Interesting Lobsters

Posted on July 9, 2007  Comments (1)

Is there a 400 pound lobster out there?

Lobsters sometimes bury their food and eat it over several days. They use teeth located in their stomachs, eat their molted shells (full of calcium) and can shed appendages if attacked, wounded or surprised, only to regenerate them later. Finally, lobsters live in a hierarchy and it’s the females who do the courting.

But there’s one lobster fact that trumps them all: lobsters show no apparent signs of aging. They don’t slow down or become weaker or more susceptible to disease. They don’t get infertile — older lobsters are actually more fertile than younger ones. Most lobsters seem to die because of something inflicted upon them and not because a body part failed or broke down. They’re such hardy creatures that scientists aren’t even sure how old lobsters can get. Add in that lobsters grow throughout their lives, and one has to ask: Is possible that a lobster born before Napoleon and as heavy as an NFL lineman is chowing down on the seafloor?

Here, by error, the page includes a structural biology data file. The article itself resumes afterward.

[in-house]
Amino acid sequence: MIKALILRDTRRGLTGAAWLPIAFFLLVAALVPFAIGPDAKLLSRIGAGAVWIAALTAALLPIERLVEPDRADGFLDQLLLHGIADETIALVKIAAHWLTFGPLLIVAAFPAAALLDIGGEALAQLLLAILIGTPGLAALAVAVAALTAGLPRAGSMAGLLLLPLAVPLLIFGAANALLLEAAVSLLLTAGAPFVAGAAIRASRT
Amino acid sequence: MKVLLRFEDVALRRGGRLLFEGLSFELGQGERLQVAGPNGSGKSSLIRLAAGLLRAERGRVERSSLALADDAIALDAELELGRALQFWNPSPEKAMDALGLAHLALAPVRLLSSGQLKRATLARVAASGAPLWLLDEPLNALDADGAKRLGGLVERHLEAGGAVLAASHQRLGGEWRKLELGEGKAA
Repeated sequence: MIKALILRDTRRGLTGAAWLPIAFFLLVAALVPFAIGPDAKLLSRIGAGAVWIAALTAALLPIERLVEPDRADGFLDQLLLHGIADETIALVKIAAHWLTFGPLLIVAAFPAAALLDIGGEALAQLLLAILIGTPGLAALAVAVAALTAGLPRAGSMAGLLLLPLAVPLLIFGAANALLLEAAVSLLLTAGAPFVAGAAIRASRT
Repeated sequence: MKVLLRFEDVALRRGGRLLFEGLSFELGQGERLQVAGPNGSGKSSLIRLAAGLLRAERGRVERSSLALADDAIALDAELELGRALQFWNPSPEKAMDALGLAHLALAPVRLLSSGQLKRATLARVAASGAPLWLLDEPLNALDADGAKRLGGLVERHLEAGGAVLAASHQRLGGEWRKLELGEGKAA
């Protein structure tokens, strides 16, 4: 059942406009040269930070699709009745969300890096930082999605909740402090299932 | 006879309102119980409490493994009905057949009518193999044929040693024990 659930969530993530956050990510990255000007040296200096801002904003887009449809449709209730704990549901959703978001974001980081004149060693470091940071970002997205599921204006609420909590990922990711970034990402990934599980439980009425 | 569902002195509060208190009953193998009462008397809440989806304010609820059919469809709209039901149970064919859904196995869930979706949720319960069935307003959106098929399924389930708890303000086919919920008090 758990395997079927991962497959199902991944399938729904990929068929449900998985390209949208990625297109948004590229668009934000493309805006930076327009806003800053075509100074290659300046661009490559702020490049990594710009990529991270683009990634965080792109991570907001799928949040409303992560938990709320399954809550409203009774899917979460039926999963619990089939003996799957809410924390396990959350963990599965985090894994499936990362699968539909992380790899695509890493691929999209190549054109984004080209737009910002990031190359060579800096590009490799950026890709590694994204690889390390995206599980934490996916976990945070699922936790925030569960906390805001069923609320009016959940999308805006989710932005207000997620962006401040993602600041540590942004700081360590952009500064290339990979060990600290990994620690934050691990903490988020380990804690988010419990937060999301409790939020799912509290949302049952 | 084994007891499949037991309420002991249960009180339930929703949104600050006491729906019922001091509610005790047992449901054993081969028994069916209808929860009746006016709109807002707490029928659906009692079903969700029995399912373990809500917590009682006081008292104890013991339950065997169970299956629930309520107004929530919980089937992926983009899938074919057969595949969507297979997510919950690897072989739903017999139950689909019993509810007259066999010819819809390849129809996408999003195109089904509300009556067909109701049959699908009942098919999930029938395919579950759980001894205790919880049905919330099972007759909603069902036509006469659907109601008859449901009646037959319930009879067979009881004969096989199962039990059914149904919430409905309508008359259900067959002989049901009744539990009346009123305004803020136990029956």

Related: Long Live the Lobster (PBS podcast)Millennials in our Lifetime?

One Response to “Interesting Lobsters”

  1. Curious Cat Science Blog » How Cells Age
    December 2nd, 2008 @ 11:20 pm

    “Scientists have long known that aging causes gene expression to change, and DNA damage to accumulate…”

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